And epoll certainly has a *HUGE* misdesign in it, that anyone who actually understood what a file descriptor is should've seen coming. But if you look back in the history of epoll, you'll see that it looks like the implementors apparently didn't understand the difference between file descriptors and file descriptions. :(
epoll_ctl lets you register a file descriptor for monitoring. However, it *actually* registers the underlying file description for monitoring. But then it remembers in kernel-land the file descriptor number you passed in and reports all events for the file descriptor with that file descriptor number you passed in originally. No matter what you do to the file descriptor afterwards.
Furthermore, it has an automatic deregistration feature: if you close an fd, it'll stop monitoring it automatically...at least, that would make sense. So, no, it doesn't *really* do that. What it really has is automatic deregistration when the file description is closed (that is: when *all* file descriptors referencing the file description are closed). That's just a pain in the ass!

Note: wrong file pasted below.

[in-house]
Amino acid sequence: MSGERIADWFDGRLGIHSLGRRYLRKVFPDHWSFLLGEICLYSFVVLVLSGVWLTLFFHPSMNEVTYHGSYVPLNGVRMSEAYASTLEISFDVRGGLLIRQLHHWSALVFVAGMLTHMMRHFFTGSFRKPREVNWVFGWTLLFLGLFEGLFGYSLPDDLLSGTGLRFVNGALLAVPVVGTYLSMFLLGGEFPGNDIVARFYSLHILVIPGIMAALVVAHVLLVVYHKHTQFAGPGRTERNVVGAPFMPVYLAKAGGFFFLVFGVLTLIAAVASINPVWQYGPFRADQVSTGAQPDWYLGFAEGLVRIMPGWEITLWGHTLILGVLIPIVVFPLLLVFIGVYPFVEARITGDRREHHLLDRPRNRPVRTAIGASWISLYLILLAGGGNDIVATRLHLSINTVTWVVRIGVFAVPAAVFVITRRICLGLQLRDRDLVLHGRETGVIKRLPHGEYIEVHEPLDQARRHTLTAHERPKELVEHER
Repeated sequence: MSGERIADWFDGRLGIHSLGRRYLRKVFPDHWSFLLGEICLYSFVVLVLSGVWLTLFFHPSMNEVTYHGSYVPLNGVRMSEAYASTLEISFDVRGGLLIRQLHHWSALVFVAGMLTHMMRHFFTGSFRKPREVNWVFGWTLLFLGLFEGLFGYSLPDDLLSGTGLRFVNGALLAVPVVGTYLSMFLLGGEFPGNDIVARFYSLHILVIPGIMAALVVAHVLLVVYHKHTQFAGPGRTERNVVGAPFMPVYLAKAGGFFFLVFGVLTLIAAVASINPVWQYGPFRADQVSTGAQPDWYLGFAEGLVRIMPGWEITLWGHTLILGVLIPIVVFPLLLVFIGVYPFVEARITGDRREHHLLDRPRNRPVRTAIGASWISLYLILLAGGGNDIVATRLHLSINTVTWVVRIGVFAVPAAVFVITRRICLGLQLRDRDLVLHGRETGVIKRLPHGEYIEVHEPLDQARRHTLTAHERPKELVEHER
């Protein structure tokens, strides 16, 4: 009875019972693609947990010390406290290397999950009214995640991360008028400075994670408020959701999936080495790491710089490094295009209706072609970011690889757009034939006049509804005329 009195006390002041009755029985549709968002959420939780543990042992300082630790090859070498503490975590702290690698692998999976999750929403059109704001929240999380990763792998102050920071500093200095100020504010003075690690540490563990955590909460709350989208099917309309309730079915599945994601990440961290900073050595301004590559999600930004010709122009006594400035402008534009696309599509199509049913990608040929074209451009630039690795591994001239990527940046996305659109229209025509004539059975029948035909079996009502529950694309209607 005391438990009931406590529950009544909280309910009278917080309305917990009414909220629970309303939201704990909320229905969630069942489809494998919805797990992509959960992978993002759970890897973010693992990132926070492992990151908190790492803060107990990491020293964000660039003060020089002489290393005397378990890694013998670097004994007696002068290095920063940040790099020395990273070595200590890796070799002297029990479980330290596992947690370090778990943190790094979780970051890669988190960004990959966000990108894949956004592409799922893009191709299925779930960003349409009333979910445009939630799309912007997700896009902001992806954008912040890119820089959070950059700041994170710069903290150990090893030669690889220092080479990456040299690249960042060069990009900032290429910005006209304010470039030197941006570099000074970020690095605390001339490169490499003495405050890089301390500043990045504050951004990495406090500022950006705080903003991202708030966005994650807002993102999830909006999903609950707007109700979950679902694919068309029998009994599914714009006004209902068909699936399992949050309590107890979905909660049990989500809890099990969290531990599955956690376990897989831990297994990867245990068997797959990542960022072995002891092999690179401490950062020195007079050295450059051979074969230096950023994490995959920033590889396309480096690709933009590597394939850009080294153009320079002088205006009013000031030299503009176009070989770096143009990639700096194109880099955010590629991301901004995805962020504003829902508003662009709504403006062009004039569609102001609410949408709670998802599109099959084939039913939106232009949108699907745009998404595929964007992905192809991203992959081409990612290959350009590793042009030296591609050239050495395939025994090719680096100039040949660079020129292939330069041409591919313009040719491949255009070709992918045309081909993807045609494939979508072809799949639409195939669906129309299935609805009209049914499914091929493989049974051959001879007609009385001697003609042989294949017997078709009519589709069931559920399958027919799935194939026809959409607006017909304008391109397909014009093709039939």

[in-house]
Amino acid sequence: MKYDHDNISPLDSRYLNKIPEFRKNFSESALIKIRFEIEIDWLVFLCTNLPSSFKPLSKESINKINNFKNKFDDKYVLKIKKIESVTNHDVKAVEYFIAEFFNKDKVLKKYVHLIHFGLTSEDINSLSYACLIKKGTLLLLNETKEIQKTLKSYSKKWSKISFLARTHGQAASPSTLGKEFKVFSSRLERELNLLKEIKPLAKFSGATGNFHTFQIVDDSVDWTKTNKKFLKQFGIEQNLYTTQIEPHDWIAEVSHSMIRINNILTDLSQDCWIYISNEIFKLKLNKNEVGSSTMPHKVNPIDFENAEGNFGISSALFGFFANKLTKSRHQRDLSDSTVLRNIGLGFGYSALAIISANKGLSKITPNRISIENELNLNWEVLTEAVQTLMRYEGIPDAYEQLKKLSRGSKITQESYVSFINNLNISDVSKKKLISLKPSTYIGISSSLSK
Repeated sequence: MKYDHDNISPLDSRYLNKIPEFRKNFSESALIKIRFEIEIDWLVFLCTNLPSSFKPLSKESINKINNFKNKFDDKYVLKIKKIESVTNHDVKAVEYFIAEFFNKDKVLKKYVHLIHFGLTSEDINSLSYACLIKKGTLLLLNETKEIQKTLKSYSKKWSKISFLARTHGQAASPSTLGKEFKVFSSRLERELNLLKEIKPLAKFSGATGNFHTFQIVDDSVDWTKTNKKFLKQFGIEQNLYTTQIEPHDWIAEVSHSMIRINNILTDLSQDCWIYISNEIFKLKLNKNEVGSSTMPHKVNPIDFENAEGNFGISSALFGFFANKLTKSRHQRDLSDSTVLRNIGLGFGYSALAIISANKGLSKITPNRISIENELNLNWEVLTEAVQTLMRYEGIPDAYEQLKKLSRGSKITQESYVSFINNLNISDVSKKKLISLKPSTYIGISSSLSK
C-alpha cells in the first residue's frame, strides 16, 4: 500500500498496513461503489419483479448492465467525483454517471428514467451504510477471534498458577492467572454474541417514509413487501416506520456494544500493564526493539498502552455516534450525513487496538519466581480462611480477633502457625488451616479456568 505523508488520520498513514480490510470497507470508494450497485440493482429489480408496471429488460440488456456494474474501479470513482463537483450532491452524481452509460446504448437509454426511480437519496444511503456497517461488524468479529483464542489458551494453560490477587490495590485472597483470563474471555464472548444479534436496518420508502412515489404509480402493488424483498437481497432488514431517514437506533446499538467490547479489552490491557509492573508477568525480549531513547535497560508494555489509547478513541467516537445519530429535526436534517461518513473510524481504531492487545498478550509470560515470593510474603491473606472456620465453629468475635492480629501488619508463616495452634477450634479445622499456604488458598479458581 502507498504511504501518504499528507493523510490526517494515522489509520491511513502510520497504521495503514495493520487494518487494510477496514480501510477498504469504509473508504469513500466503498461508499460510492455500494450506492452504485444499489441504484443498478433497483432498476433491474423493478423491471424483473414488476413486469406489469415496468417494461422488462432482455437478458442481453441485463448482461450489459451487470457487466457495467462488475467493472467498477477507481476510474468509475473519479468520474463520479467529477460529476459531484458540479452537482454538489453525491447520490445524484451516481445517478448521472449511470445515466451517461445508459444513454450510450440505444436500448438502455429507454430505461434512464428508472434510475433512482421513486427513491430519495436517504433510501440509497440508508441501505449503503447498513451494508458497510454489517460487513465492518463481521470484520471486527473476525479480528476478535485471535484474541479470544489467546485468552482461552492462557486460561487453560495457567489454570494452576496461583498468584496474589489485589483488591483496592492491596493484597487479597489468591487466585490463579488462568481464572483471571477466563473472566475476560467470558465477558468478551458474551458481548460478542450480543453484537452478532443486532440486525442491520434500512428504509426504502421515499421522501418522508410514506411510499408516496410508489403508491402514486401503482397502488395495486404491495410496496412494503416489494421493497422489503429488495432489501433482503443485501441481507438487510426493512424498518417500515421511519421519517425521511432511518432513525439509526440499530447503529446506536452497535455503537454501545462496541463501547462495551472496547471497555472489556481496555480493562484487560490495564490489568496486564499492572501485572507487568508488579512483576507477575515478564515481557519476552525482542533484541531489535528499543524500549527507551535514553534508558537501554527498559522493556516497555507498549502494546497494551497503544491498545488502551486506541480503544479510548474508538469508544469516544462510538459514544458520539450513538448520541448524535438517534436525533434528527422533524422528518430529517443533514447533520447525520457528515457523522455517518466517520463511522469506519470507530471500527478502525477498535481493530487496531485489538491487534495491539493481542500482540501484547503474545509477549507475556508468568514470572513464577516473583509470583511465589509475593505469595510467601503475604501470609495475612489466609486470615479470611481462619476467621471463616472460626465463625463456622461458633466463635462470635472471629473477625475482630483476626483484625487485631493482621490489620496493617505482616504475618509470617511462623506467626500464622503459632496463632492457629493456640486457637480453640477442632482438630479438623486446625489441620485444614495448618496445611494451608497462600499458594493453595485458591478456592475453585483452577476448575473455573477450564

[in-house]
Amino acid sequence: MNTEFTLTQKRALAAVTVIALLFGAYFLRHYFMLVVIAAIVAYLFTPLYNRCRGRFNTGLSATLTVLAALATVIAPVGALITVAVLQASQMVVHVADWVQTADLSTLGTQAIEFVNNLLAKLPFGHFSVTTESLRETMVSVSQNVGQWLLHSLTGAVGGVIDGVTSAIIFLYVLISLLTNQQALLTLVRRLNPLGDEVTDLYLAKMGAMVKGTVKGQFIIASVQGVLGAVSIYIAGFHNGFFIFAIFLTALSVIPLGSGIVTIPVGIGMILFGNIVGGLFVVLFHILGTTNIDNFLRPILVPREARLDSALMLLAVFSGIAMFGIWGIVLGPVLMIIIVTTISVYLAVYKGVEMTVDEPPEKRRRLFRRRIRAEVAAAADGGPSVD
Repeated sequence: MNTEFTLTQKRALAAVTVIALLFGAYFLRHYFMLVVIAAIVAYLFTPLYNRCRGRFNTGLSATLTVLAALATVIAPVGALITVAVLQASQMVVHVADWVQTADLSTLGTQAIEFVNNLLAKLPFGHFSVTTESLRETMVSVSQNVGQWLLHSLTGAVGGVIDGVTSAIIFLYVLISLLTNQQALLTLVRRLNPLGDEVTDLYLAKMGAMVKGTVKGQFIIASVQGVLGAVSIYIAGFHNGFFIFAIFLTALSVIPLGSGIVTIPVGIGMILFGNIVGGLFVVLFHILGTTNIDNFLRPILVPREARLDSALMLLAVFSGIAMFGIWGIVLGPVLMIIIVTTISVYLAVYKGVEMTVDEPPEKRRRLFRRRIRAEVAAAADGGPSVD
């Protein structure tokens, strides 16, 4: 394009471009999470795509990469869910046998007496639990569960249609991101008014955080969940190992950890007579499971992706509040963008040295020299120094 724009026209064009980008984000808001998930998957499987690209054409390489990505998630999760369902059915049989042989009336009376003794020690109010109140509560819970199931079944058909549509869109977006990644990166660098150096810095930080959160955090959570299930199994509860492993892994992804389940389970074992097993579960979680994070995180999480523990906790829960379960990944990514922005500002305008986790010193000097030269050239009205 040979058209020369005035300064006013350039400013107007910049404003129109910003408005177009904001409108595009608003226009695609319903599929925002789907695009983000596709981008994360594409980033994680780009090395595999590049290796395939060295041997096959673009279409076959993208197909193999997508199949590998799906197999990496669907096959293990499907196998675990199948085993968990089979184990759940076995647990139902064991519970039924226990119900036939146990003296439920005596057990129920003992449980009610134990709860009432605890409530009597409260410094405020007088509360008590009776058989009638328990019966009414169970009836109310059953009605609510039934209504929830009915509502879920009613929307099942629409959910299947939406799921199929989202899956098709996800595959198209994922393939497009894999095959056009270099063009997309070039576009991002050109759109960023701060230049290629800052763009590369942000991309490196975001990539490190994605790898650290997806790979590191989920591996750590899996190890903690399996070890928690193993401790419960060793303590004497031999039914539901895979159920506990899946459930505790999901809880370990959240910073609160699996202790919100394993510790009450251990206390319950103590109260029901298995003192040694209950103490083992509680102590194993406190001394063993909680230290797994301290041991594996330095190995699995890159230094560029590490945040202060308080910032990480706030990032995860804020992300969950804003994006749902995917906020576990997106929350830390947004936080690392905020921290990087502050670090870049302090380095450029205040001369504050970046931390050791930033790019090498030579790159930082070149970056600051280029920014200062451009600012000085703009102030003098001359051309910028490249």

So, if you close an fd, but have in the meantime have fork()'d, dup()'d the fd to another fd, or something of that nature, epoll will continue reporting events with the number of a closed fd. And sometimes you can't even remove it from the set, since the fd number it's reporting back isn't the right file anymore!
So if you're designing a library where user code might close an fd out from under you (not an unreasonable thing to support), you need to have special case code to go back and recreate the epoll set from scratch in case you start getting bogus responses to workaround this misdesign. Quite obviously, epoll ought to work solely on fds: if you register fd 3, start watching fd 3, dup fd 3 to fd 4, and then close fd 3, epoll should not report events anymore. That would be sane. But nope, it doesn't work that way. Mutter mutter.